What Does It Mean to Follow Your Passions? [Part 1: Passion Vs Desire]

We talk a lot about doing what you love, and following your passions. What do these things mean?

One could answer, “I love making a lot of money,” or “I love having sex.”Does this mean that one can be following their passions by seeking after money and sex?

While these answers seem ridiculous, I have even seen professional bloggers and writers supporting these theories.

Plato, one of the greatest philosophers of Western civilization, believed that each human being is comprised of three basic elements: reason, spirit (passion), and appetite (desire). He believed that an individual’s character depends on development of these three elements and their keeping each other in check.

In the Merriam-Webster Dictionary there are several definitions for passion. The one I like best and which I feel is closest to what Plato was talking about is “Intense, driving, or overmastering feeling or conviction.” I like that word conviction. When we have strong convictions about something, when we really believe in something, we are passionate about it. Passion can also be a synonym for ’emotion.’ Whatever we have convictions about, we usually have strong emotions about as well. That’s why I blogged yesterday about a screenplay that I wrote and acted in about a personal experience that was very emotional for me.

Following your passions is not hedonism. It’s not pleasure-seeking. We seek something higher than mere pleasure. We seek fulfillment. We seek happiness. We seek for meaning. And we do what we do for the act itself, because we feel it is important in and of itself, regardless of reward. When we don’t need a reward to do something, we are acting from our passions.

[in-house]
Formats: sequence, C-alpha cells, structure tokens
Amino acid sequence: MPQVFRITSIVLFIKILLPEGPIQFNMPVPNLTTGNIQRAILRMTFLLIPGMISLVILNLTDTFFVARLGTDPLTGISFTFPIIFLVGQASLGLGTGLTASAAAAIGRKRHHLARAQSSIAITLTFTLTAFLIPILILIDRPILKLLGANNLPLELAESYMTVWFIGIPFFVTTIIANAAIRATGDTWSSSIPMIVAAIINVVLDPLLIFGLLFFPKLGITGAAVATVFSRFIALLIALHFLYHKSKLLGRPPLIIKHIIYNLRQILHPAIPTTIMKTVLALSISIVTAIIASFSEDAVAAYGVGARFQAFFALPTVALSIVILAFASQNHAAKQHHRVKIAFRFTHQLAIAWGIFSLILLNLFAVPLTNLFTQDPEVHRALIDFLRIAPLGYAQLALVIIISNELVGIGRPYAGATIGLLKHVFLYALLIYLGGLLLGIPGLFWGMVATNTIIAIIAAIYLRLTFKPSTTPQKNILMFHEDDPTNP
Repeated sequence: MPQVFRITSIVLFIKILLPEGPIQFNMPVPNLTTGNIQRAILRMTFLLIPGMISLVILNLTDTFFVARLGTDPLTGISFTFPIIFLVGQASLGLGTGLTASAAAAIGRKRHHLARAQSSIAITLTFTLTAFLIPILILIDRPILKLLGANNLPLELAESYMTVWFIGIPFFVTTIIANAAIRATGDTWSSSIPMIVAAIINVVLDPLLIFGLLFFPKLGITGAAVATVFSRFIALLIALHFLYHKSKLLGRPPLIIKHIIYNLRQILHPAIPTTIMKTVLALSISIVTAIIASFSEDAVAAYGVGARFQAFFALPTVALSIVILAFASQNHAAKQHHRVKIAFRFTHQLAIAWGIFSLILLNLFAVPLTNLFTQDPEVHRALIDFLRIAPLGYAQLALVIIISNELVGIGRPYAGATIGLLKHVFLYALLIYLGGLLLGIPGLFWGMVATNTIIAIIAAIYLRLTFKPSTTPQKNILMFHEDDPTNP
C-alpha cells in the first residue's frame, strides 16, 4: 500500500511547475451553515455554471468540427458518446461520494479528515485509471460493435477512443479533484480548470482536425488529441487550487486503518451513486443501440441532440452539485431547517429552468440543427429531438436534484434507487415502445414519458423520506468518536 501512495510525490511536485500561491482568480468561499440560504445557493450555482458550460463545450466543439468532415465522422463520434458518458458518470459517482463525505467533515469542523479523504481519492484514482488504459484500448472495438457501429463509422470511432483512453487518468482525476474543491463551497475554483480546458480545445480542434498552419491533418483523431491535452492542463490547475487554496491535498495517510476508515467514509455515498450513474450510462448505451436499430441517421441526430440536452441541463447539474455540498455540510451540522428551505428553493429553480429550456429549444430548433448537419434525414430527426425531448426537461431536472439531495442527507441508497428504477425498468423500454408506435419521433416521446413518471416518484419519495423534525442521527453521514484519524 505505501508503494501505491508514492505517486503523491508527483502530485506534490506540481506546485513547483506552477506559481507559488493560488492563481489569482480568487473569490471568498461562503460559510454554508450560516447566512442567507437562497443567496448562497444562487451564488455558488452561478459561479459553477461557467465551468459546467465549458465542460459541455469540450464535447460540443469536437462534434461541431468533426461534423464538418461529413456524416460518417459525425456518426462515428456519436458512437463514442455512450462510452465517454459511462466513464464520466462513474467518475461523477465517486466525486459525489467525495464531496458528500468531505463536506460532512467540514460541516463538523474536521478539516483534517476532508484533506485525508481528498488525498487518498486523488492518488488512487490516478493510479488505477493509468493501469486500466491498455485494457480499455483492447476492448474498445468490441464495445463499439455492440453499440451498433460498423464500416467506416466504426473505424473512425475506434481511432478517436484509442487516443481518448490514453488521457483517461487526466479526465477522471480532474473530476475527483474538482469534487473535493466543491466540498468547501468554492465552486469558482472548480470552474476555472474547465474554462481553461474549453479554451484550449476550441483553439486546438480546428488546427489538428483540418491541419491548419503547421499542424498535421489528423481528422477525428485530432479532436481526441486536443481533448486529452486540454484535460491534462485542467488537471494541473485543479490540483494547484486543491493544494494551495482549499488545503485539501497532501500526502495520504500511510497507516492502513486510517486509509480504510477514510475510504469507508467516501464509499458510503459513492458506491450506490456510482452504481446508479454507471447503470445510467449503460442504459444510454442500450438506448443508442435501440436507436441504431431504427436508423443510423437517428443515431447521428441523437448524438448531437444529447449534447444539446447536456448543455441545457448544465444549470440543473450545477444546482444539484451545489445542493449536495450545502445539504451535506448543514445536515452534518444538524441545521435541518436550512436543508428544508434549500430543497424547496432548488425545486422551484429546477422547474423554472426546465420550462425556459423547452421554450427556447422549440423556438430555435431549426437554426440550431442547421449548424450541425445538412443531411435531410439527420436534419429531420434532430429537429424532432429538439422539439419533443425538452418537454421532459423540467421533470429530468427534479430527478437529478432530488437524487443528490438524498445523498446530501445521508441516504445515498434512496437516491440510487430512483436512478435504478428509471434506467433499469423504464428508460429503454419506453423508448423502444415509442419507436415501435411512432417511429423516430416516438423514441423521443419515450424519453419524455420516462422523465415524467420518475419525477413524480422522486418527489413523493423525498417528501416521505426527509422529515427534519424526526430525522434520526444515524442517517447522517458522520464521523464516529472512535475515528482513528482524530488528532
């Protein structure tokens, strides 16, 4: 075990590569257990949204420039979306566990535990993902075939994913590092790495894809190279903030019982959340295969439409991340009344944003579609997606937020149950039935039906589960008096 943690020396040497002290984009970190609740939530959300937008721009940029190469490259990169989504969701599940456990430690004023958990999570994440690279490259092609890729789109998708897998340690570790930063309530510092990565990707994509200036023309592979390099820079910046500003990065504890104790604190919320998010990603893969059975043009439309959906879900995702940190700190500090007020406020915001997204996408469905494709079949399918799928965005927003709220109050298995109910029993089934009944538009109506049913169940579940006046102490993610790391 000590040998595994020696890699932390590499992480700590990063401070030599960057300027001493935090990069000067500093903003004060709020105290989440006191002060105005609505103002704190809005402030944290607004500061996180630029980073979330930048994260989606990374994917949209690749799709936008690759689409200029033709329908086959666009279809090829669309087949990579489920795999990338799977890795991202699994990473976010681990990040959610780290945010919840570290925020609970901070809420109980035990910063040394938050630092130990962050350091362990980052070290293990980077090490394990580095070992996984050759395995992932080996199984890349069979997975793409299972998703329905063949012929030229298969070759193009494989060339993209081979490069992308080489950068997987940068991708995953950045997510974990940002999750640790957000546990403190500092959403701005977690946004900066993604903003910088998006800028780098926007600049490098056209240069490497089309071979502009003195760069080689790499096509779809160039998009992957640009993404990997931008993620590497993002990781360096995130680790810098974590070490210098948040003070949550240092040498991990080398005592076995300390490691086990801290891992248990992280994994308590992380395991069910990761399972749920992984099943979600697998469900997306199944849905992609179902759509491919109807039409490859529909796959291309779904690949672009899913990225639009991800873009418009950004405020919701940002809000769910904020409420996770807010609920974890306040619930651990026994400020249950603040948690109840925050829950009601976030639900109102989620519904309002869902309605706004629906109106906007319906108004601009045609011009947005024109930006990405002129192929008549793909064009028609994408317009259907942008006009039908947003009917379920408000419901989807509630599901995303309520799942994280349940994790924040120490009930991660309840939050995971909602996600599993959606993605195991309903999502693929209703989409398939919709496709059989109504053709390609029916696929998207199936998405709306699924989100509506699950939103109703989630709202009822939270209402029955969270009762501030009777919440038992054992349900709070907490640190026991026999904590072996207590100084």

We wouldn’t have sex or eat chocolate cake if those actions didn’t give us pleasure. Therefore, we are not doing those actions for the act themselves, but for their reward. This is the opposite of acting out our passions. When we are following our passions, we love what we are doing and need no reward. The activity itself is the reward. It is an activity we love doing, regardless of pleasure or pain. And it is usually something we have strong convictions about.

Conviction is an important word, because it means we believe in what we are doing. When a man sleeps with a prostitute, he may not believe in what he is doing, but he gets a reward (pleasure). When a woman helps feed starving people, she is doing something because it is right and she believes in it. Thus, although she may be given no external reward, her reward is in doing something that she believes in, and which is good. This is passion.